A lengthy drama based on an Upton Sinclair novel, which shows the evils both of drinking and of the Prohibition law. Divided into two parts--"The Parade in the South" and "The Parade in the North"--the film centers on two families. The Northern family is the Tarletons, headed by Huston,
a hard drinker who spends his time in New York bars. The Southern clan, the Chilcotes, is headed by the gentlemanly Stone, who drinks as much as Huston and runs a bootlegging operation. Stone is Married to Dunn and is the father of two: Hamilton, who plans to go to New York and become a writer,
and Jordan, a beautiful and decent daughter. Stone downs some bad hootch, is sent into a maddening depression, and slits his throat while in a pigsty. Meanwhile, up North, Huston has been tipping the bottle too often. When is wife, Blandick, angrily breaks a bottle of expensive liquor, Huston
kills her and is sent to prison for life. His son, Young, later joins the FBI and, with partner Durante, tracks down a gang of bootleggers. Before long Young and Jordan have fallen in love and married. Jordan's brother Hamilton has become a successful playwright in New York and married Loy. Booze
takes its toll on Hamilton who, like his father, pays no attention to Prohibition. After downing an excess of rotgut liquor, Hamilton goes blind and loses the less-than-faithful Loy. Young and Durante continue their pursuit of the lawbreakers and the illegal stills. They get close, but before they
can foil the operation, Young is kidnaped. Durante locates his partner and in the ensuing battle is killed trying to save Young's life. THE WET PARADE never really takes a stand. It shows the evils of drinking--Huston and Stone both suffer, as do their families--but it also proves the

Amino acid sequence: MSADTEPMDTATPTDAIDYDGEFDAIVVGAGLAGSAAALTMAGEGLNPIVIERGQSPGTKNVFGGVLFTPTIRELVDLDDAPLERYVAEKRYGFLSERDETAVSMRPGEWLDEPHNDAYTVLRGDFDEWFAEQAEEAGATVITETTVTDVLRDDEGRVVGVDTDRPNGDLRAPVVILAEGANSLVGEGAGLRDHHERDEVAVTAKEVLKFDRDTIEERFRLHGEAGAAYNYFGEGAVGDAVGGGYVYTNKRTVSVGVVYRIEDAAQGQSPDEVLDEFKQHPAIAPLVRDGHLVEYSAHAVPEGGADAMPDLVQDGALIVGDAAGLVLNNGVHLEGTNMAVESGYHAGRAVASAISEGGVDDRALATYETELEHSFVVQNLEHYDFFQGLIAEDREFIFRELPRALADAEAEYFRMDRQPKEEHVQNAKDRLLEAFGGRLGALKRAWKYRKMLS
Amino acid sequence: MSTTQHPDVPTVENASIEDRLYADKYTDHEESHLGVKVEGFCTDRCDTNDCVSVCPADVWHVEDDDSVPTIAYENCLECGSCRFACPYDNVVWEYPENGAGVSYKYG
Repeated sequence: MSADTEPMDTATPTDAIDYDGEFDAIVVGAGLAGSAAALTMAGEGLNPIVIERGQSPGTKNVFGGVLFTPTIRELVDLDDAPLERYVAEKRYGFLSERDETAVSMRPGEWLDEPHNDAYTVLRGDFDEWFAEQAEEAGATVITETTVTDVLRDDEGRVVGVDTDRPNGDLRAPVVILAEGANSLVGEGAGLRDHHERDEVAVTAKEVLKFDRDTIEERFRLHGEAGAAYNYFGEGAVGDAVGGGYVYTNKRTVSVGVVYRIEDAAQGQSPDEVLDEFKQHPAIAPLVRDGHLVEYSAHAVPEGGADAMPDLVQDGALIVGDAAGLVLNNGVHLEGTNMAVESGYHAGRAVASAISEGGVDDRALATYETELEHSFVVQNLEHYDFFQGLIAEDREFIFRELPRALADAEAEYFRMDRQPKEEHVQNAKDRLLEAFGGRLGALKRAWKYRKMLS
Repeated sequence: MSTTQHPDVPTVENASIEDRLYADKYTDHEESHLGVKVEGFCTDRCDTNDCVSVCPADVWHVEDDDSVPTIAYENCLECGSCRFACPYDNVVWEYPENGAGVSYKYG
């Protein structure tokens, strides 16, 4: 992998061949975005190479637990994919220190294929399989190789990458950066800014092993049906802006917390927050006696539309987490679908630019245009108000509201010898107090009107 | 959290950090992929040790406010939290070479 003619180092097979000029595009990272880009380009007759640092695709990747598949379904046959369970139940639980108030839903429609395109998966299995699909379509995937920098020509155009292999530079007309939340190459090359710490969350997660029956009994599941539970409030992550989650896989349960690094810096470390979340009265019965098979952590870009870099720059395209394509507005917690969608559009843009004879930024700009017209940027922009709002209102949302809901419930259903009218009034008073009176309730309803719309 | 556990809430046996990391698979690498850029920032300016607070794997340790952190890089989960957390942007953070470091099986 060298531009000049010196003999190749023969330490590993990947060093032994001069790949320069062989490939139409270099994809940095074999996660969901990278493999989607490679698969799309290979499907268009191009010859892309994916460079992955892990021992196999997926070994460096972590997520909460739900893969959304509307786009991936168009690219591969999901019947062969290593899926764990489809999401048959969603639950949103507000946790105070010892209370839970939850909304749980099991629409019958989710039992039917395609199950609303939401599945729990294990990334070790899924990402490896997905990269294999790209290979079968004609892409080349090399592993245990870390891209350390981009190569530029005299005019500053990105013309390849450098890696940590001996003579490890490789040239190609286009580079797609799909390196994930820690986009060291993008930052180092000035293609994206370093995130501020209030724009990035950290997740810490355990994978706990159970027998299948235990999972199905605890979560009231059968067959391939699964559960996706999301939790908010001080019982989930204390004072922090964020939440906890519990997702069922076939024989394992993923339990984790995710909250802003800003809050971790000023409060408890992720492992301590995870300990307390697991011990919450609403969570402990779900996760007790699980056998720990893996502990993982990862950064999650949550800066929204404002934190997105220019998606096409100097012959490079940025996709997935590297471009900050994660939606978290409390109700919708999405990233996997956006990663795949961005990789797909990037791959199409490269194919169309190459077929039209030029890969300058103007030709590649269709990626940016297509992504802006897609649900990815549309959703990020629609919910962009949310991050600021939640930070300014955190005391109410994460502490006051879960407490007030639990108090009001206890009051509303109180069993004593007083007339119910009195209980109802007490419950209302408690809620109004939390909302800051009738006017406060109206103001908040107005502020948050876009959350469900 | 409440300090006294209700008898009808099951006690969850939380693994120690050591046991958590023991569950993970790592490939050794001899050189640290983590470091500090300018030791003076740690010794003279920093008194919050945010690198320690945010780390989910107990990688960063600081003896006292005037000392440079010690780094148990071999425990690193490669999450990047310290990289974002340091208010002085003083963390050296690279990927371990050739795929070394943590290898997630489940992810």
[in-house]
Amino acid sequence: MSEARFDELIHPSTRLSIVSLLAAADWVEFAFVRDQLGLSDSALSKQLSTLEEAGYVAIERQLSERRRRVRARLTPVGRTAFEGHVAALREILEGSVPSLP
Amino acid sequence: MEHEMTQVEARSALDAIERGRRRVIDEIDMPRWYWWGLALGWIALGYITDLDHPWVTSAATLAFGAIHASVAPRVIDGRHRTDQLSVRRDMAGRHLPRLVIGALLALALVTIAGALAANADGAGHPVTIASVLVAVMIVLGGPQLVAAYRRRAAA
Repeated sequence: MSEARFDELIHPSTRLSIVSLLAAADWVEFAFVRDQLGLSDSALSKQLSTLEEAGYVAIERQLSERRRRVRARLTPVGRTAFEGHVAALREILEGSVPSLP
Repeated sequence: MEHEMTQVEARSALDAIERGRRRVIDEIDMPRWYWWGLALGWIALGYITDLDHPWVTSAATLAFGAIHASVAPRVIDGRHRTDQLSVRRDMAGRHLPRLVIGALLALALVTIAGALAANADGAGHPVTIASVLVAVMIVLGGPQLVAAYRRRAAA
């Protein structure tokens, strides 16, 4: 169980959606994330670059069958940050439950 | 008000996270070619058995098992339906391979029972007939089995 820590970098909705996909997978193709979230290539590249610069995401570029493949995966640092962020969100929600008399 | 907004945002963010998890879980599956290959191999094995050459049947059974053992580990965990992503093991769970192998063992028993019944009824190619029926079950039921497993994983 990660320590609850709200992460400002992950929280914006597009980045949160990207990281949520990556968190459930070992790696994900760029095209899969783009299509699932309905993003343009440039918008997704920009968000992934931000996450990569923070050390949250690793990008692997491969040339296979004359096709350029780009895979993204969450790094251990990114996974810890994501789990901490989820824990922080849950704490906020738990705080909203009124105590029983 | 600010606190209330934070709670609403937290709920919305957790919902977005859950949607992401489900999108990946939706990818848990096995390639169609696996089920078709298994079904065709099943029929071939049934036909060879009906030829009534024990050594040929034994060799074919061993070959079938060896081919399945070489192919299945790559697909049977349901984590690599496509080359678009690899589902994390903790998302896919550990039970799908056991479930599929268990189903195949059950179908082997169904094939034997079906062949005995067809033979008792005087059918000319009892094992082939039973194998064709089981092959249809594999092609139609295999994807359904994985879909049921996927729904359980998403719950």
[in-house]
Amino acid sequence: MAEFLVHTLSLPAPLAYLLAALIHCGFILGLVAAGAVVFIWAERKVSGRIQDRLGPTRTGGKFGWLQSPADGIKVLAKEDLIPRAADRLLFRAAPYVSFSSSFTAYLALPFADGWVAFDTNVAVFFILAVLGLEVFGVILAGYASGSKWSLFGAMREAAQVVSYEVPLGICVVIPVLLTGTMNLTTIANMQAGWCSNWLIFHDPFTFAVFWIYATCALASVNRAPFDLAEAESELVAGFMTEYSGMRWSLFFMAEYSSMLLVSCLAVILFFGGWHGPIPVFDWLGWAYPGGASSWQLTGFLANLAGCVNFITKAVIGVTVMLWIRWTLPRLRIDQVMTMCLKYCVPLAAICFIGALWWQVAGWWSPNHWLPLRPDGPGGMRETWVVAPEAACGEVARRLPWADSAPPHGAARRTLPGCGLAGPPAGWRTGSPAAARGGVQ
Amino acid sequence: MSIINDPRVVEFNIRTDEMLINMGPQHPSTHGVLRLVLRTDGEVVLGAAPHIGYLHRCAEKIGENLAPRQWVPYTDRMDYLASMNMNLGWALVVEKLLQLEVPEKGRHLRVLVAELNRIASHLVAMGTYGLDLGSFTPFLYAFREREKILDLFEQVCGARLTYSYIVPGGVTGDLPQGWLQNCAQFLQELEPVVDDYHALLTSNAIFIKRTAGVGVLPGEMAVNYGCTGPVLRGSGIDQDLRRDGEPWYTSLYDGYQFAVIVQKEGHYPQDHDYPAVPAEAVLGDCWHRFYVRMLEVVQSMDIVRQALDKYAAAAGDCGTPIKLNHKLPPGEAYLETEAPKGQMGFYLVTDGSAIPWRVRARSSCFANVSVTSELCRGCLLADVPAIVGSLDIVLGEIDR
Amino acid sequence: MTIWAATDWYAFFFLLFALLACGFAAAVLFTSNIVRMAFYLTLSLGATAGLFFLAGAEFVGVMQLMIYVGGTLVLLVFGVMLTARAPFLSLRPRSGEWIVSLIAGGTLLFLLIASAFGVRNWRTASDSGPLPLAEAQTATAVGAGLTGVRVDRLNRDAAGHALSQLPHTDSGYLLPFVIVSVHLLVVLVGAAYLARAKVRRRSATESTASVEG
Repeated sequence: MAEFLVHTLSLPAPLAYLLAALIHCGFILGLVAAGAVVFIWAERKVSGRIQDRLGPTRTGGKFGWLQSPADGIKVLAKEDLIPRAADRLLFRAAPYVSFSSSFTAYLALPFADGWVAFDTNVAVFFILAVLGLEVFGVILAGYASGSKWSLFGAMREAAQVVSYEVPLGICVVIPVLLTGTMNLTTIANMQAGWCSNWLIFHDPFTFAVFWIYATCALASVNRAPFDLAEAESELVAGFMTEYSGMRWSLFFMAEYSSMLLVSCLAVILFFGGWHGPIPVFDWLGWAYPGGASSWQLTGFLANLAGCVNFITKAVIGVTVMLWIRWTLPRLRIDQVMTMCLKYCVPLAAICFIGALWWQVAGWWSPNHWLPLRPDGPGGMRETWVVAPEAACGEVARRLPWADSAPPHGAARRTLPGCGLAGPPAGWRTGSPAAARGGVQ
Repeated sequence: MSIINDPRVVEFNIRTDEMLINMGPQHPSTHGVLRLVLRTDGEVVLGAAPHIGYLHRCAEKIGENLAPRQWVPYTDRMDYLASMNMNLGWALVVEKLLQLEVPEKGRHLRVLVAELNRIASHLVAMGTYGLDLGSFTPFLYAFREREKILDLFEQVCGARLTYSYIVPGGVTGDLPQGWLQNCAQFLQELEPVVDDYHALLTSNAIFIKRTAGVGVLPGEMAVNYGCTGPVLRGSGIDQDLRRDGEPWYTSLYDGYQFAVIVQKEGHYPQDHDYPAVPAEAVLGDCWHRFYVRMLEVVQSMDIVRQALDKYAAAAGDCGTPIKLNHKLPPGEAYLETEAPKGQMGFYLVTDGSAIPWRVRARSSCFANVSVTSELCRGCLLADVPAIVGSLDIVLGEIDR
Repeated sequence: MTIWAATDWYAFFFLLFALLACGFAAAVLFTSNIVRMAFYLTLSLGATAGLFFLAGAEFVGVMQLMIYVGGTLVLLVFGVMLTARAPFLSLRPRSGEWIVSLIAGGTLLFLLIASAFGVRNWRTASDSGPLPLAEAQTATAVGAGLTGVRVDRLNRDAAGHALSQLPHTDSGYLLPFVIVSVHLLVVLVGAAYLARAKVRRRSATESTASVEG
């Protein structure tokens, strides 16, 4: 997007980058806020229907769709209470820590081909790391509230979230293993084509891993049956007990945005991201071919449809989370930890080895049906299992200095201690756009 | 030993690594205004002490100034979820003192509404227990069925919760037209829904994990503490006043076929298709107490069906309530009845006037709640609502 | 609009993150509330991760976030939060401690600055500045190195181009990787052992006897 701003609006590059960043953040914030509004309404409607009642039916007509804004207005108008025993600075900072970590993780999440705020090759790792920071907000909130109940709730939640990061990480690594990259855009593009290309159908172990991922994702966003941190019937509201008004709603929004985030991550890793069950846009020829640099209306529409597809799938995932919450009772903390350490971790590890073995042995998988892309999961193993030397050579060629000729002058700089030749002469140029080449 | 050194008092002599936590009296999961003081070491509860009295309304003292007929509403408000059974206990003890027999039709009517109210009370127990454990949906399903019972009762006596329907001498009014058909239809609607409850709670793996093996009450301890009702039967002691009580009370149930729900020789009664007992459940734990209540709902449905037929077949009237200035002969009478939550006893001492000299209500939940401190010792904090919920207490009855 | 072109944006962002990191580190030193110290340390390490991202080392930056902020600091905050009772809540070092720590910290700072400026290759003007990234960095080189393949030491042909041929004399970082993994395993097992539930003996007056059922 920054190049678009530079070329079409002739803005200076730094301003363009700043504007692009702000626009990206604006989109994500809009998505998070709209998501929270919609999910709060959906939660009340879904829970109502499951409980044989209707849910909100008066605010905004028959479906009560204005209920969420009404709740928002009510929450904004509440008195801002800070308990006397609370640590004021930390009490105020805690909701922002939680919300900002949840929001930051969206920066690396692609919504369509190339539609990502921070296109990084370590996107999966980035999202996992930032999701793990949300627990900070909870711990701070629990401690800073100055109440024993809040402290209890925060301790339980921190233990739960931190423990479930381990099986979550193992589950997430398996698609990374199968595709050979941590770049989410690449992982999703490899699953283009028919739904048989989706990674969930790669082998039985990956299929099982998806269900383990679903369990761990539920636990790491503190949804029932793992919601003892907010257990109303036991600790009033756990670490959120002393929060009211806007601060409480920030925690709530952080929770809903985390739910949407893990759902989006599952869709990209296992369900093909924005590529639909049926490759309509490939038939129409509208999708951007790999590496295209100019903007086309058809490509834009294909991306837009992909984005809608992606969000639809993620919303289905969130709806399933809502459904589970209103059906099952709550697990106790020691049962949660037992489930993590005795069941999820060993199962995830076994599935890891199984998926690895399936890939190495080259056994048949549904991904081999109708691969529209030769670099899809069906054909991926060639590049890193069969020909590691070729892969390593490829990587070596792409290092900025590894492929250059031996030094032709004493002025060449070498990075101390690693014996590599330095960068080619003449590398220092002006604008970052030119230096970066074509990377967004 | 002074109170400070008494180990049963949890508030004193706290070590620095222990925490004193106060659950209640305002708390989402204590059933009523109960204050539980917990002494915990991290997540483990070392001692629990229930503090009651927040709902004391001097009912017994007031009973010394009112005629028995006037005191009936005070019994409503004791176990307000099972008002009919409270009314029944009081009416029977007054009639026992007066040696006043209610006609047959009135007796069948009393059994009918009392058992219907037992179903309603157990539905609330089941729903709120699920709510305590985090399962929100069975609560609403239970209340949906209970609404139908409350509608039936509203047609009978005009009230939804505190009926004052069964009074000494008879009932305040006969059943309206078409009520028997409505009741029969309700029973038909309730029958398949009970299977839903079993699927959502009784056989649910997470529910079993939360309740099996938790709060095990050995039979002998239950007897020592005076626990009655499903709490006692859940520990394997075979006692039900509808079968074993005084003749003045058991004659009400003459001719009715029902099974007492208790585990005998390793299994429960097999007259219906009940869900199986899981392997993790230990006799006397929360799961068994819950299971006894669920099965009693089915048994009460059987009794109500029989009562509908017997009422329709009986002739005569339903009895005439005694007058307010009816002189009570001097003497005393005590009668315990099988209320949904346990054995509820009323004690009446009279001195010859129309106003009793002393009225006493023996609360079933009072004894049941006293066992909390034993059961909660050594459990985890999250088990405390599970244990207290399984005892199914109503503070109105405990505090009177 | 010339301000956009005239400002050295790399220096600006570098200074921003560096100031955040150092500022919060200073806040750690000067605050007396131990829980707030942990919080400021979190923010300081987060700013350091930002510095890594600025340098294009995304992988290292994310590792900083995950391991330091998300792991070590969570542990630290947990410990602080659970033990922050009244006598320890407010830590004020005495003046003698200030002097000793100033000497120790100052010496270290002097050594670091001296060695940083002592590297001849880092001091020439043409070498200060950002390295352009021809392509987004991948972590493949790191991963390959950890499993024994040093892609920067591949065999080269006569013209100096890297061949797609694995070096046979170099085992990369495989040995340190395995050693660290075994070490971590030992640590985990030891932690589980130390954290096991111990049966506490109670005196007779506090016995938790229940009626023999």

ineffectiveness of Prohibition. At one point, the agents complain that the law is counter-productive, but they must do their job and continue their crackdown. The film is not exceptionally well done, but some fine performances (Durante is a standout who, with his humor, adds some much-needed life
to the production) and its honest treatment of an explosive issue make it worthwhile. Beginning in 1916, the film devotes much of its screen time to the historical issues of the day, including footage of the presidential contest between Woodrow Wilson and Charles Evans Hughes and coverage of WW1.
Even more time, however, is spent on the process of making bootleg mash--from the cleaning and labeling of the bottles to shipping.
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- Rating: NR
- Review: A lengthy drama based on an Upton Sinclair novel, which shows the evils both of drinking and of the Prohibition law. Divided into two parts--"The Parade in the South" and "The Parade in the North"--the film centers on two families. The Northern family is t… (more)